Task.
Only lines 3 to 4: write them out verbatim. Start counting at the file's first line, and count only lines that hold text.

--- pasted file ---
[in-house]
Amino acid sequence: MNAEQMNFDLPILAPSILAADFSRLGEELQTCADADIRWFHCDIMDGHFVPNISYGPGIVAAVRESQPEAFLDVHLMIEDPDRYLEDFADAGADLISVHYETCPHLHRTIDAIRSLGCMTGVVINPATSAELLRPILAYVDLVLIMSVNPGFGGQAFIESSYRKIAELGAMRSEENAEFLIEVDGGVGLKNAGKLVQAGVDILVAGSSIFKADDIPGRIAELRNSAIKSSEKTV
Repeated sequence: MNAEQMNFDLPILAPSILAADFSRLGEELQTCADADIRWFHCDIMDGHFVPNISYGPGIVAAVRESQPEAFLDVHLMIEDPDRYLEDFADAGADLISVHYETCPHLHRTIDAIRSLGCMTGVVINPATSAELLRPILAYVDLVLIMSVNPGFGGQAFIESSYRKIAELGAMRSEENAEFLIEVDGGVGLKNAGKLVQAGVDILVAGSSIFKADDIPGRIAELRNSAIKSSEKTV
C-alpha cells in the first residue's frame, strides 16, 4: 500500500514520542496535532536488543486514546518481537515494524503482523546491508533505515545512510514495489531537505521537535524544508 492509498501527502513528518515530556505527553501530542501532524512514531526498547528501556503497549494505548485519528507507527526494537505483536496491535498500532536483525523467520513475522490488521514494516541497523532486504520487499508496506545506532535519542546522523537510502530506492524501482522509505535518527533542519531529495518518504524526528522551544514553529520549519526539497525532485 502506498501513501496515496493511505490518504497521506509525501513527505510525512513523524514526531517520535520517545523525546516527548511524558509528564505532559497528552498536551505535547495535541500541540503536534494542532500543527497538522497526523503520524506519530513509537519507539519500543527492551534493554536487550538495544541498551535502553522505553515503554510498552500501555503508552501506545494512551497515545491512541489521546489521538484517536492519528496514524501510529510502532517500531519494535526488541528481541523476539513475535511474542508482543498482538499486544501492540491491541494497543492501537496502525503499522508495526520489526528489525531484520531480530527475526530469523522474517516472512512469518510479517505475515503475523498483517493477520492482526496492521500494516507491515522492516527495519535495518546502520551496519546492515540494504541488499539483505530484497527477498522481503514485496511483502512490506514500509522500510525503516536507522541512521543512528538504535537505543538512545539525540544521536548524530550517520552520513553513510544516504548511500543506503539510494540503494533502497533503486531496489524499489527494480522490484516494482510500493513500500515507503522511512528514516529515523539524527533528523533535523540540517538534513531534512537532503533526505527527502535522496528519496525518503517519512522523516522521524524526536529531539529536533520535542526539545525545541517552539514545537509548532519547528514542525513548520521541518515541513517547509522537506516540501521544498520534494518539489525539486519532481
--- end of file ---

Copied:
Repeated sequence: MNAEQMNFDLPILAPSILAADFSRLGEELQTCADADIRWFHCDIMDGHFVPNISYGPGIVAAVRESQPEAFLDVHLMIEDPDRYLEDFADAGADLISVHYETCPHLHRTIDAIRSLGCMTGVVINPATSAELLRPILAYVDLVLIMSVNPGFGGQAFIESSYRKIAELGAMRSEENAEFLIEVDGGVGLKNAGKLVQAGVDILVAGSSIFKADDIPGRIAELRNSAIKSSEKTV
C-alpha cells in the first residue's frame, strides 16, 4: 500500500514520542496535532536488543486514546518481537515494524503482523546491508533505515545512510514495489531537505521537535524544508 492509498501527502513528518515530556505527553501530542501532524512514531526498547528501556503497549494505548485519528507507527526494537505483536496491535498500532536483525523467520513475522490488521514494516541497523532486504520487499508496506545506532535519542546522523537510502530506492524501482522509505535518527533542519531529495518518504524526528522551544514553529520549519526539497525532485 502506498501513501496515496493511505490518504497521506509525501513527505510525512513523524514526531517520535520517545523525546516527548511524558509528564505532559497528552498536551505535547495535541500541540503536534494542532500543527497538522497526523503520524506519530513509537519507539519500543527492551534493554536487550538495544541498551535502553522505553515503554510498552500501555503508552501506545494512551497515545491512541489521546489521538484517536492519528496514524501510529510502532517500531519494535526488541528481541523476539513475535511474542508482543498482538499486544501492540491491541494497543492501537496502525503499522508495526520489526528489525531484520531480530527475526530469523522474517516472512512469518510479517505475515503475523498483517493477520492482526496492521500494516507491515522492516527495519535495518546502520551496519546492515540494504541488499539483505530484497527477498522481503514485496511483502512490506514500509522500510525503516536507522541512521543512528538504535537505543538512545539525540544521536548524530550517520552520513553513510544516504548511500543506503539510494540503494533502497533503486531496489524499489527494480522490484516494482510500493513500500515507503522511512528514516529515523539524527533528523533535523540540517538534513531534512537532503533526505527527502535522496528519496525518503517519512522523516522521524524526536529531539529536533520535542526539545525545541517552539514545537509548532519547528514542525513548520521541518515541513517547509522537506516540501521544498520534494518539489525539486519532481